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Last night observing Report...Kerry Astronomy Club

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DATE: 29th January 2006
VENUE: BANNA BEACH
TIME: 7.30pm til 11.20pm

Smaller than our recent observing sessions but every bit as good. This session started off with some constellation pointing to some beginners who have signed up for our introduction to astronomy course. We saw and explained the Zodiacal Light. A brief tour of some notable highlights followed including Saturn, The Pleiades, The Great Nebula in Orion, The Andromeda Galaxy and The Double Cluster. As we looked at these objects in Binoculars and telescopes we explained their nature, distance and scale. The cold finally got to most around nine or half nine leaving, just two members to brave the bitting wind,

Over the course of the next two hours a huge amount of objects were tracked down starting with a few Messier objects. M81, and 82 were targeted and a bonus of NGC 3077 (I think) was spotted, Next up were M51 and 101, which were hiding low in the murky atmosphere. Another look at M31, M32 and M110 followed which was a stunning sight. After gorging on galaxies, it was time to track down some clusters and Nebulae in the southern sky. M50, M46, M47, M48, M41, M93, M35 and NGC 2158, M67, M78, M1 and the globular M79 were spotted and bagged.

After Messier we moved on to a number of NGC'S. First up, the rosette cluster (2237/44), The Cone and Christmas Tree (NGC 2264), NGC 2215, NGC2232, NGC2185. Then Mike Scully pointed out what was the highlight for me, NGC2024 (The Flame Nebula). It was a stunning sight through the Dob, and is definitely one of those Objects that will be revisited again and again.

To round off the evening we had a quick look again at Saturn. Finally admitting that we could no longer feel our fingers, we left at 11.20 pm.

One of the other highlights of the night has to have been a visit from the Local Garda, approaching with headlights on full.... “What are them Yokes there Lads, There not rocket launchers or anything”. The temptation to start flashing the laser pointer around was overwhelming, but sense prevailed and we explained that we were amateur astronomers and would he care to look at Saturn.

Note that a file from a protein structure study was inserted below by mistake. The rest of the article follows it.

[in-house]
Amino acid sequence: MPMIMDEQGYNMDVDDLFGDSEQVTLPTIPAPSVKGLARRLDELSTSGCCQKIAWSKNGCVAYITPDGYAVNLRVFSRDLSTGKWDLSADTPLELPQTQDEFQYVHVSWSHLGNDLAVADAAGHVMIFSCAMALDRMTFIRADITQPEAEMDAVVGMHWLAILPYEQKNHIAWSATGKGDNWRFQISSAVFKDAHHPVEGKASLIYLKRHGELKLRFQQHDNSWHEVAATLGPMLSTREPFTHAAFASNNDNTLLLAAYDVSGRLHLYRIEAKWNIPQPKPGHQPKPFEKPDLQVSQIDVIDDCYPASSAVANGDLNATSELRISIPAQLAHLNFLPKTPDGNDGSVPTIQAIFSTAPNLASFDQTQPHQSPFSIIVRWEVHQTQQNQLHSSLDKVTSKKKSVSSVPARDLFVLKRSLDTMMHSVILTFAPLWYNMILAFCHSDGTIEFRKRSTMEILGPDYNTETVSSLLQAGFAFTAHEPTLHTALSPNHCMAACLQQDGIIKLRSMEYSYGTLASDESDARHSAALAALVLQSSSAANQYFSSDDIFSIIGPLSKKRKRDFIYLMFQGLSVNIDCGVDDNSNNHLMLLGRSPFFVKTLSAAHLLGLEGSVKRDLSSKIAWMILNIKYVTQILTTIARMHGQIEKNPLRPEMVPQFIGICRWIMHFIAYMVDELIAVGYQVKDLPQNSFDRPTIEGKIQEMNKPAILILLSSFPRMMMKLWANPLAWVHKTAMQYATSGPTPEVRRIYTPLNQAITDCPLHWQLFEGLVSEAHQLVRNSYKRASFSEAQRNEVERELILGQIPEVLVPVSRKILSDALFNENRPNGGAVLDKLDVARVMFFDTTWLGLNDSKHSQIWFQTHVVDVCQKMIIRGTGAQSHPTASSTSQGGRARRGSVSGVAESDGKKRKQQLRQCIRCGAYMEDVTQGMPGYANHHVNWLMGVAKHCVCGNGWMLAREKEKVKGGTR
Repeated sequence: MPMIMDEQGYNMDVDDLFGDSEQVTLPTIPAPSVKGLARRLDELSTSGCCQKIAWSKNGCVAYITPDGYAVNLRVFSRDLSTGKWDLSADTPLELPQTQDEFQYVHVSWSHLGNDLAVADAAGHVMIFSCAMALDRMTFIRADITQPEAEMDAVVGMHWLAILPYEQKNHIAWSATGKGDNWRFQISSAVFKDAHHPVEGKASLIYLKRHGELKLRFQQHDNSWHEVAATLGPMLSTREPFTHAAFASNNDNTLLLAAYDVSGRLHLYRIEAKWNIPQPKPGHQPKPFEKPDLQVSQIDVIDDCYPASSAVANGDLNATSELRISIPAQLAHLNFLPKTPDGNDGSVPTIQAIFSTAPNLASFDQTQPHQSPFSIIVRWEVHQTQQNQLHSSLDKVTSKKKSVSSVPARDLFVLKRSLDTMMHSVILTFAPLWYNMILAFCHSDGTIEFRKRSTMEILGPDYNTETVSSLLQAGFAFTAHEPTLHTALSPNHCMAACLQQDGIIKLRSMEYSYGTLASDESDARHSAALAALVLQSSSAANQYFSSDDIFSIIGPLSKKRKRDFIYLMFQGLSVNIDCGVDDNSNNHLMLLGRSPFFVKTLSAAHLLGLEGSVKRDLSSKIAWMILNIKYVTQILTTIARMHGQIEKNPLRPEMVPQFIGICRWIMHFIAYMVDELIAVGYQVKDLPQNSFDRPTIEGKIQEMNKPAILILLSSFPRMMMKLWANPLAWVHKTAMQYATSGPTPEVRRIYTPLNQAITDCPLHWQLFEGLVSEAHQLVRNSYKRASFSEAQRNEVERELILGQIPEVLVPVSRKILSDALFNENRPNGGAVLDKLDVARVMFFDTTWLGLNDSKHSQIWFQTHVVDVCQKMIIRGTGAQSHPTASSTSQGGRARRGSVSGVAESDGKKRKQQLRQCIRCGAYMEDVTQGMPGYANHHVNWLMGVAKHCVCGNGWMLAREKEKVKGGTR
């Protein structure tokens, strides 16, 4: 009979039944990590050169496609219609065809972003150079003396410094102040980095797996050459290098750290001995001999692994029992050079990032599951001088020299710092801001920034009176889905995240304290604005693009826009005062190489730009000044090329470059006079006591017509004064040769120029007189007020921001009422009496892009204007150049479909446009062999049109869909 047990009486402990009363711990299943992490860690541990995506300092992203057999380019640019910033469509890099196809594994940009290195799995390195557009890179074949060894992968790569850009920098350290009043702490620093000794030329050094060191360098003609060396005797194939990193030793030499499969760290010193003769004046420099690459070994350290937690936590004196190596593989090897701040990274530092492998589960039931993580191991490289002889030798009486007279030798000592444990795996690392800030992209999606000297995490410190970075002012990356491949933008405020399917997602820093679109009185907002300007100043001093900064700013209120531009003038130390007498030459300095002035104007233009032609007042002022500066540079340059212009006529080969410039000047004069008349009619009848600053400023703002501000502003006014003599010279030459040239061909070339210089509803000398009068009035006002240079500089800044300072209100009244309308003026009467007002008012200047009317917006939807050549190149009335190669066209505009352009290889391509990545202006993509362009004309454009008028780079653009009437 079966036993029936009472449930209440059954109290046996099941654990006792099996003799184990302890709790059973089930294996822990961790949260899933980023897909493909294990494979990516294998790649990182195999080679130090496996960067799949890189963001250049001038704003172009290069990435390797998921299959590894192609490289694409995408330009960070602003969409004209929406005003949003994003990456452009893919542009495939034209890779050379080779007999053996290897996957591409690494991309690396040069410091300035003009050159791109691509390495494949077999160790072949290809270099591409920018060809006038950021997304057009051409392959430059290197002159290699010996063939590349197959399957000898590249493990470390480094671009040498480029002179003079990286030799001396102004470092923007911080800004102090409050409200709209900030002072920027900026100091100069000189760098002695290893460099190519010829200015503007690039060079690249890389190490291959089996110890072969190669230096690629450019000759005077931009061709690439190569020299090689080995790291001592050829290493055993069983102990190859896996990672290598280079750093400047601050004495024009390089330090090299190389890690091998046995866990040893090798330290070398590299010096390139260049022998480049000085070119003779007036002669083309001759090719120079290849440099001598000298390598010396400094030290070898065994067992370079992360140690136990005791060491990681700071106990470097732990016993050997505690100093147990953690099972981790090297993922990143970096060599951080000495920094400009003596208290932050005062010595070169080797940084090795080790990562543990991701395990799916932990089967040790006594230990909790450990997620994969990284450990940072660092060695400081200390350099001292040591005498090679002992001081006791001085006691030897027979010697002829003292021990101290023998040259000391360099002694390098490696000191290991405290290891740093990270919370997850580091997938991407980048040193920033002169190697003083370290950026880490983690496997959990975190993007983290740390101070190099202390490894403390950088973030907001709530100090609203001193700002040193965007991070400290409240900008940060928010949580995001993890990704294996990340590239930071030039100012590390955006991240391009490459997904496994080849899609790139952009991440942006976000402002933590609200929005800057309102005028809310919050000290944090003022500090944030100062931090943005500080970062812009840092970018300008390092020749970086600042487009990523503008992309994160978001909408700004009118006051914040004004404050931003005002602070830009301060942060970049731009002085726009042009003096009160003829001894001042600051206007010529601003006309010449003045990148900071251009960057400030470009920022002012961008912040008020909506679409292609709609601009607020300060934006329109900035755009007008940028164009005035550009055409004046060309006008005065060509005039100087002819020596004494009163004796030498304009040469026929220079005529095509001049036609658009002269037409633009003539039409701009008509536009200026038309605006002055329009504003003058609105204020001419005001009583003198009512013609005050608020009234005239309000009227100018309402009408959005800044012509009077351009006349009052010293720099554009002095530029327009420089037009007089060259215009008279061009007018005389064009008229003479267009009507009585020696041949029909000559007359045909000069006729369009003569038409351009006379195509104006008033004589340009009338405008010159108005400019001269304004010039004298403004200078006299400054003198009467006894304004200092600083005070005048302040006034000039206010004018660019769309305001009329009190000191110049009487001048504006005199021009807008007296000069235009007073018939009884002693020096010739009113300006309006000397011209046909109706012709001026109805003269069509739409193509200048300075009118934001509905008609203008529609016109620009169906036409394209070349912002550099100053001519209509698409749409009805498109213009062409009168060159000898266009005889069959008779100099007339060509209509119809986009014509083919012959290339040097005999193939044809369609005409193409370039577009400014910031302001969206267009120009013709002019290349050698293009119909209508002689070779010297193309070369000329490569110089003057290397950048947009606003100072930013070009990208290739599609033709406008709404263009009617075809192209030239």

Yet again, A thoroughly enjoyable evening.
Cheers
Trevor
16 years 11 months ago #22861

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Trevor --

I gotta know... did the Garda have any scientific curiosity? (Did he take you up on your offer or not?)

-- Jeff.
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Solarscope SF70 / TV Pronto / AP400QMD             Coronado SolarMax40 DS / Bogen 055+3130
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16 years 11 months ago #22862

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Sounds like a great night lads,
the garda visit brings back a memory from a long time ago when a club observing session also brought the local gards out to see if we were testing mortars :lol: Its only when they saw stars through the clubs 12" dob did they believe us.
Dave L. on facebook , See my images in flickr
Chairman. Shannonside Astronomy Club (Limerick)

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but what a way to go. :)
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16 years 11 months ago #22864

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Trevor --

I gotta know... did the Garda have any scientific curiosity? (Did he take you up on your offer or not?)

-- Jeff.


He took us up on offer, but did not get overly excited. He remained very professional throughout..
Cheers
Trevor
16 years 11 months ago #22866

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Trevor --

I gotta know... did the Garda have any scientific curiosity? (Did he take you up on your offer or not?)

-- Jeff.


He took us up on offer, but did not get overly excited. He remained very professional throughout..


Ahh, well, that's probably about as much as you can ask for. Well done!

-- Jeff.
Nikon 18x70s / UA Millennium                              Colorado:
Solarscope SF70 / TV Pronto / AP400QMD             Coronado SolarMax40 DS / Bogen 055+3130
APM MC1610 / Tak FC-125 / AP1200GTO               Tak Mewlon 250 / AP600EGTO
16 years 11 months ago #22868

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Replied by SeanOSullivan on topic Re: Last night observing Report...Kerry Astronomy Club